The group, which includes Franco De Benedetti, the current chief of scooter manufacturer Piaggio, worked for the company between the late 1970s and 2000.
De Benedetti was president of Olivetti between 1978 and 1996.
If found guilty they face charges of manslaughter over 14 confirmed asbestos-related deaths which all occurred since 2005.
“Olivetti knew about the risks posed to workers for years, but did not respond until it was too late,” prosecuting magistrate Laura Longo told La Stampa.
The prosecution team has amassed some 36,000 pages of evidence, which spans 50 years of the iconic brand's history and includes oral testimonies from employees working across a number of departments.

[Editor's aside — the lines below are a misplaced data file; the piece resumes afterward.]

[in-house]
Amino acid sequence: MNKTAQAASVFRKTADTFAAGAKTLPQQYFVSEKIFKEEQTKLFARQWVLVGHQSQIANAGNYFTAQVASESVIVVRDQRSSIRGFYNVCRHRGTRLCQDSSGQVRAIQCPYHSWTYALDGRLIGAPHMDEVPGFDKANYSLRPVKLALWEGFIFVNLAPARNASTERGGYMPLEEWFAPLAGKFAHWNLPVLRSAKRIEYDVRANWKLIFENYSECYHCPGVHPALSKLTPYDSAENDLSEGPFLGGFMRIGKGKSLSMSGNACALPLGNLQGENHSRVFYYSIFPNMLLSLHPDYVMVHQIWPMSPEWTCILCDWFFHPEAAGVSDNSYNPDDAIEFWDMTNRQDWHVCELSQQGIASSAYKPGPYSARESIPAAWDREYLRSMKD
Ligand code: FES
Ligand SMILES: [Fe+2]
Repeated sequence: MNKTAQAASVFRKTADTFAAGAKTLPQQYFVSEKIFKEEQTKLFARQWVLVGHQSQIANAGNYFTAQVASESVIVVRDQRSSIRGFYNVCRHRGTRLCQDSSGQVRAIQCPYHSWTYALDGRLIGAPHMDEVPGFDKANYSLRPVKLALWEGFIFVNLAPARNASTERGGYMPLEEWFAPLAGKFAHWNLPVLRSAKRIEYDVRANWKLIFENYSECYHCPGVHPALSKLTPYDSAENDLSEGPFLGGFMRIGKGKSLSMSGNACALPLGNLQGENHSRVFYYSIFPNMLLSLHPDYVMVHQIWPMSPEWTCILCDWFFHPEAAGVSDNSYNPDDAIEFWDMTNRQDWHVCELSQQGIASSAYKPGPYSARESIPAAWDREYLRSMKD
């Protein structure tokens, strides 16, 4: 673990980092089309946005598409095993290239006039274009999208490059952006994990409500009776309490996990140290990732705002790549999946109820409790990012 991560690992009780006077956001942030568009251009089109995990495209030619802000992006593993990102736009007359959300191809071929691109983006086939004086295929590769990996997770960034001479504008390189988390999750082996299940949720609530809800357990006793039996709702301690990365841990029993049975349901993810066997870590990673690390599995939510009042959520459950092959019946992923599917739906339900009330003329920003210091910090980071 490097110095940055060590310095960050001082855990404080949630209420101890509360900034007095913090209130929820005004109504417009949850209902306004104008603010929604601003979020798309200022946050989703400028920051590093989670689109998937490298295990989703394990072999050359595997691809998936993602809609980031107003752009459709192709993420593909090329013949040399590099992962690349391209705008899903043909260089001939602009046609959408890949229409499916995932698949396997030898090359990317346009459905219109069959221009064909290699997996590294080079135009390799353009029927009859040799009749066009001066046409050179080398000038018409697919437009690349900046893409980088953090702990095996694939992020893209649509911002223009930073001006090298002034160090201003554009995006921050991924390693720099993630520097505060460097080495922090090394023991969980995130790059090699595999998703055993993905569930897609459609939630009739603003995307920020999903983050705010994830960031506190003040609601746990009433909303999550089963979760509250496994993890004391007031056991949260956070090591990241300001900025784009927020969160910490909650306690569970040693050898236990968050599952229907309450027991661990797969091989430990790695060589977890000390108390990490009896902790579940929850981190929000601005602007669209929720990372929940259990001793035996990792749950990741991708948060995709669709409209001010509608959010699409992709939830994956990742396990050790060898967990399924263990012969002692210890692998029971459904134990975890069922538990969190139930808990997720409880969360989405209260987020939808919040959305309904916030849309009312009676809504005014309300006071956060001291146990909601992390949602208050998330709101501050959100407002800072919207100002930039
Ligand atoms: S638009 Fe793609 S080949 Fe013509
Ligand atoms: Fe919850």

The first hearing will take place on Monday, after which one hearing will be scheduled each week until a ruling is reached.
Given the large number of those involved in the case, including the families of the deceased, trade unions who represent them and city hall representatives, the sessions are being heard in the hall of Gramsci secondary school as Ivrea's courtrooms are not large enough.
Olivetti, a producer of computers, typewriters, fax machines and calculators, was founded in 1908 and became Italy's largest electronics manufacturing company, renowned for its innovative design.
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The company was acquired by Telecom Italia in 2003.
The case against Olivetti has been mounting since 2005, when retired employee Lucia Delaurenti, who worked for the company between 1965 and 1980, died of malignant mesothelioma, a form of cancer linked to asbestos exposure.
This is not the only recent inquiry into asbestos-related deaths embroiling a giant of Italian industry. In July last year, eleven former managers at the tyre manufacturer, Pirelli, were convicted of manslaughter after 24 workers died due to asbestos exposure.